Cocaine users could be at an increased risk for acquiring HIV because the drug apparently stimulates certain immune system cells that increase a person's vulnerability to the virus. Cocaine also appears to "fuel" the spread of the virus from cell to cell. This according to new research published in the October issue of the Journal of Leukocyte Biology, conducted by scientists at the University of California Los Angeles and reported by CBS News.
The researchers separated inactive, or "quiescent," CD4 T-cells from healthy adults and then put them in an environment with cocaine. Researchers then infected the cells with HIV. They compared the rate and mechanism of the HIV infection in the cocaine-affected cells to CD4 T-cells that were exposed to HIV, but not the drug. After three days, they discovered that cocaine made it easier for T-cells to be infected with HIV.
John Wherry, deputy editor of the Journal of Leukocyte Biology, said to Medscape that other studies have linked cocaine with a higher risk of contracting HIV. This study was unique because it was able to find a specific cell type that is typically not infected by HIV and show how cocaine weakened it.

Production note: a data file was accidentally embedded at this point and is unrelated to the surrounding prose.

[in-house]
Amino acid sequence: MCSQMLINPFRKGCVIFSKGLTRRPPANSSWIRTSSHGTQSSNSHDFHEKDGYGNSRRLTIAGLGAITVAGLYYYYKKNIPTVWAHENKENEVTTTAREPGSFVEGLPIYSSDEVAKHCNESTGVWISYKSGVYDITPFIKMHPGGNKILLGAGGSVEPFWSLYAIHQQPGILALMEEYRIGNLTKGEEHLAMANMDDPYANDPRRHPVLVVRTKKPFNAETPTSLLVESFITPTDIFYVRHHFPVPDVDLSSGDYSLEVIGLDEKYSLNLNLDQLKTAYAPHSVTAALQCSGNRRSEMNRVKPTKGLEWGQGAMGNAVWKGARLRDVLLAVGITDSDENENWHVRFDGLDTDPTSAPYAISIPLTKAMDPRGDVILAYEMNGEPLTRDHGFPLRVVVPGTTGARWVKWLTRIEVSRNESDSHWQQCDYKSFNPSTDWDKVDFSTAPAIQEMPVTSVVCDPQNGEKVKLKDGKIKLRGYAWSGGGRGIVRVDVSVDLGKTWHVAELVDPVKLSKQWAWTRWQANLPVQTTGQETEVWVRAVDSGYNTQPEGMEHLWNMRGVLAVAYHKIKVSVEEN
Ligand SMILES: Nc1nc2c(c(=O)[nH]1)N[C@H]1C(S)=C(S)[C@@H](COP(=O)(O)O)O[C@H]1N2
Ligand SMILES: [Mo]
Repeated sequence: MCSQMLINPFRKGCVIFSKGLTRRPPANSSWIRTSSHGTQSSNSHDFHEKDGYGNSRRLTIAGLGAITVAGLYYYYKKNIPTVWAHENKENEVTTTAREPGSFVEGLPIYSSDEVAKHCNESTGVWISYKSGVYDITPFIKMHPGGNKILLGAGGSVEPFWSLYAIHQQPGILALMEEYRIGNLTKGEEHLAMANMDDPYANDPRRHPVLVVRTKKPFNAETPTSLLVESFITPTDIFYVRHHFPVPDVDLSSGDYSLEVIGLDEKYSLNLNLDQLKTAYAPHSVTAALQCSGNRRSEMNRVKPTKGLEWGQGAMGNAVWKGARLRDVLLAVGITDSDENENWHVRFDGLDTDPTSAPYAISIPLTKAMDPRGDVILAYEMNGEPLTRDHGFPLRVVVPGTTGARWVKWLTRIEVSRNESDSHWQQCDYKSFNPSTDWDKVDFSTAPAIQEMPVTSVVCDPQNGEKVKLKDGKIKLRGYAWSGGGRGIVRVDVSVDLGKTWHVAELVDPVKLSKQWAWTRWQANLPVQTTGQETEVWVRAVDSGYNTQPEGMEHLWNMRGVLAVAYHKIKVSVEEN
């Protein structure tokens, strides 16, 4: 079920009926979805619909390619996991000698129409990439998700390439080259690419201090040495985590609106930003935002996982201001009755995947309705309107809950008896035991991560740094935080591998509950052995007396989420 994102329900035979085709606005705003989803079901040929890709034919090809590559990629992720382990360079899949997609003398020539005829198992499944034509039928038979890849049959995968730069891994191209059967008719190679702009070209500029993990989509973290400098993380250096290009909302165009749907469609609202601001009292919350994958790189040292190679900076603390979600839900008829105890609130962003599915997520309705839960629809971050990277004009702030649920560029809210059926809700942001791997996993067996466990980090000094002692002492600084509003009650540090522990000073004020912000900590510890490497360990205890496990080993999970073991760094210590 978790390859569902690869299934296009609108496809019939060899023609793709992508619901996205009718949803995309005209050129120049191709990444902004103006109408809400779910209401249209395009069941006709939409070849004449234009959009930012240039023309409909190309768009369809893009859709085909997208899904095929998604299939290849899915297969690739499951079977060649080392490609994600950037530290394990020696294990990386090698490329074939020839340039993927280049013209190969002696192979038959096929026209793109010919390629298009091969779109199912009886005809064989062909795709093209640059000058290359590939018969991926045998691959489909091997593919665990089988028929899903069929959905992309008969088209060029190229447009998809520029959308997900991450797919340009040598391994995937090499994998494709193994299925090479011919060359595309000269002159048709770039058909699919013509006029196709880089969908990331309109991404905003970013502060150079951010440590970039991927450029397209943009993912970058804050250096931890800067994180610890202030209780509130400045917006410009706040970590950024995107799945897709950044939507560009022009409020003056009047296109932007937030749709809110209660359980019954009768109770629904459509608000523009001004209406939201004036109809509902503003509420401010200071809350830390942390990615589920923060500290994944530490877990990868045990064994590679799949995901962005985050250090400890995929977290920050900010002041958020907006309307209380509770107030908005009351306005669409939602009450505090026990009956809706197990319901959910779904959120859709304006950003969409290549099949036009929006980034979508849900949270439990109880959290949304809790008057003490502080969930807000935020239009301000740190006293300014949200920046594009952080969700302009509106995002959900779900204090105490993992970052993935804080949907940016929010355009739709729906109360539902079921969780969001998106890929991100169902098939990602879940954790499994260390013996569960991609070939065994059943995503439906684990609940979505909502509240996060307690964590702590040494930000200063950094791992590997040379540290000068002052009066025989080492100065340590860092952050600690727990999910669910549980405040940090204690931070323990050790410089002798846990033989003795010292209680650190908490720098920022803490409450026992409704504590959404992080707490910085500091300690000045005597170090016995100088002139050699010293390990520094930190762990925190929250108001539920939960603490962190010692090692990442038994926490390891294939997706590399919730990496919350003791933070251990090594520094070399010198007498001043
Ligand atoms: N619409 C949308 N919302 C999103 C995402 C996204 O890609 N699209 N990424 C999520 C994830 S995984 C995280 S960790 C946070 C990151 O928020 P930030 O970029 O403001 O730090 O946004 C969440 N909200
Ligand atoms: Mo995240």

"Patients with histories of substance of abuse, particularly cocaine, may need to be watched a little bit more carefully (because) their overall decline in CD4 cell counts might happen either faster or might happen in a way that actually predisposes to the development of AIDS at perhaps a higher CD4 count than others," Wherry said.
The findings are limited by the fact that the research was not conducted in humans and also because typical cocaine users partake of the drug over a more extended period of time than three days. Among their plans for future research is an investigation into whether cocaine leads to a higher viral reservoir.
It's also worth noting that cocaine and other drug/alcohol use typically lowers a persons inhibitions and makes them much more likely to practice unsafe sex. If this new research is proven true, the combination of the lowered inhibitions and weakened immune system/faster viral delivery could fuel many seroconversions. To be continued ...